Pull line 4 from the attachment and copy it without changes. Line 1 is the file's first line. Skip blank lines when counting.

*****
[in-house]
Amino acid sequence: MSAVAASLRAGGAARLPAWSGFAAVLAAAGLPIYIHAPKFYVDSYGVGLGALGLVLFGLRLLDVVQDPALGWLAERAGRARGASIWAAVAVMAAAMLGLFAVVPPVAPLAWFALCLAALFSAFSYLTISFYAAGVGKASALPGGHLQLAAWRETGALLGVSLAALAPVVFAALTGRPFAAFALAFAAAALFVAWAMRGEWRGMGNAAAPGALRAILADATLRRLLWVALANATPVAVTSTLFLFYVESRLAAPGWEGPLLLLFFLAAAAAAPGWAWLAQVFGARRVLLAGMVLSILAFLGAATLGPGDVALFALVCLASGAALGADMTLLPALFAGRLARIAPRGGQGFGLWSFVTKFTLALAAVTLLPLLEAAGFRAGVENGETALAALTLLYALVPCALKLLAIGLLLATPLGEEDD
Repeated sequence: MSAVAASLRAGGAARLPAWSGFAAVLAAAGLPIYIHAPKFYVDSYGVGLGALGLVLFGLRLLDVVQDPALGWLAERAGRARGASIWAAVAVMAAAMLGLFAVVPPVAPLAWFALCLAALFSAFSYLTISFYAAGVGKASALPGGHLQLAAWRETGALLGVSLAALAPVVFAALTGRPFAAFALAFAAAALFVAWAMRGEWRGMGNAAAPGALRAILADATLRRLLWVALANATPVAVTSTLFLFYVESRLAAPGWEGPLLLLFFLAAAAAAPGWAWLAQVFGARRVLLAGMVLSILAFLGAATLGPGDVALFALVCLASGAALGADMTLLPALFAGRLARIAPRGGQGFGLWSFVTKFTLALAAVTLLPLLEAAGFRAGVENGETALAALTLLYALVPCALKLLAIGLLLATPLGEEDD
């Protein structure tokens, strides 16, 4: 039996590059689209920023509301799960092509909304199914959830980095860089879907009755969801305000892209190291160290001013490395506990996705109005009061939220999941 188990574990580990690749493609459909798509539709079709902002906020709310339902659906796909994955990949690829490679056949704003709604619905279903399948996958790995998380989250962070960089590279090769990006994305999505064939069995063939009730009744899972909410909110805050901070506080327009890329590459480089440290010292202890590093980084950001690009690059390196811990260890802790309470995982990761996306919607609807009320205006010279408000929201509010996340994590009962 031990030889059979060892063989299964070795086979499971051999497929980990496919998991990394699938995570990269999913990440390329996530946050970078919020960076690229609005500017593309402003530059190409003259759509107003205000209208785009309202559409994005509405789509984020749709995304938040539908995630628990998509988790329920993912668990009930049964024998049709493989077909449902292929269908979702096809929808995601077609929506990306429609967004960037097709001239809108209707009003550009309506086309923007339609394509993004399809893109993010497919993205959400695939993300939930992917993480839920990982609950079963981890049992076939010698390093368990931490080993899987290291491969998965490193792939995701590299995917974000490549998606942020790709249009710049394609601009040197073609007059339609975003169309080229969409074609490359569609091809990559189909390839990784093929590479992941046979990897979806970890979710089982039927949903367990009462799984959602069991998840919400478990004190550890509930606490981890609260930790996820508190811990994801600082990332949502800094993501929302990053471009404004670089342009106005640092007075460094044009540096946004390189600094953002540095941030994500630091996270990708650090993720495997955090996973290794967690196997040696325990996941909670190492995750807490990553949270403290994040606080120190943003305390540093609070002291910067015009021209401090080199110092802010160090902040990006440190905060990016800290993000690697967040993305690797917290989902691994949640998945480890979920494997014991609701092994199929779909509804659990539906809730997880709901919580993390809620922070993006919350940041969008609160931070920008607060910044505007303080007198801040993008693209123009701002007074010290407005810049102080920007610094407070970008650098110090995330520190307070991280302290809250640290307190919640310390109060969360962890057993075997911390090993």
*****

């Protein structure tokens, strides 16, 4: 039996590059689209920023509301799960092509909304199914959830980095860089879907009755969801305000892209190291160290001013490395506990996705109005009061939220999941 188990574990580990690749493609459909798509539709079709902002906020709310339902659906796909994955990949690829490679056949704003709604619905279903399948996958790995998380989250962070960089590279090769990006994305999505064939069995063939009730009744899972909410909110805050901070506080327009890329590459480089440290010292202890590093980084950001690009690059390196811990260890802790309470995982990761996306919607609807009320205006010279408000929201509010996340994590009962 031990030889059979060892063989299964070795086979499971051999497929980990496919998991990394699938995570990269999913990440390329996530946050970078919020960076690229609005500017593309402003530059190409003259759509107003205000209208785009309202559409994005509405789509984020749709995304938040539908995630628990998509988790329920993912668990009930049964024998049709493989077909449902292929269908979702096809929808995601077609929506990306429609967004960037097709001239809108209707009003550009309506086309923007339609394509993004399809893109993010497919993205959400695939993300939930992917993480839920990982609950079963981890049992076939010698390093368990931490080993899987290291491969998965490193792939995701590299995917974000490549998606942020790709249009710049394609601009040197073609007059339609975003169309080229969409074609490359569609091809990559189909390839990784093929590479992941046979990897979806970890979710089982039927949903367990009462799984959602069991998840919400478990004190550890509930606490981890609260930790996820508190811990994801600082990332949502800094993501929302990053471009404004670089342009106005640092007075460094044009540096946004390189600094953002540095941030994500630091996270990708650090993720495997955090996973290794967690196997040696325990996941909670190492995750807490990553949270403290994040606080120190943003305390540093609070002291910067015009021209401090080199110092802010160090902040990006440190905060990016800290993000690697967040993305690797917290989902691994949640998945480890979920494997014991609701092994199929779909509804659990539906809730997880709901919580993390809620922070993006919350940041969008609160931070920008607060910044505007303080007198801040993008693209123009701002007074010290407005810049102080920007610094407070970008650098110090995330520190307070991280302290809250640290307190919640310390109060969360962890057993075997911390090993």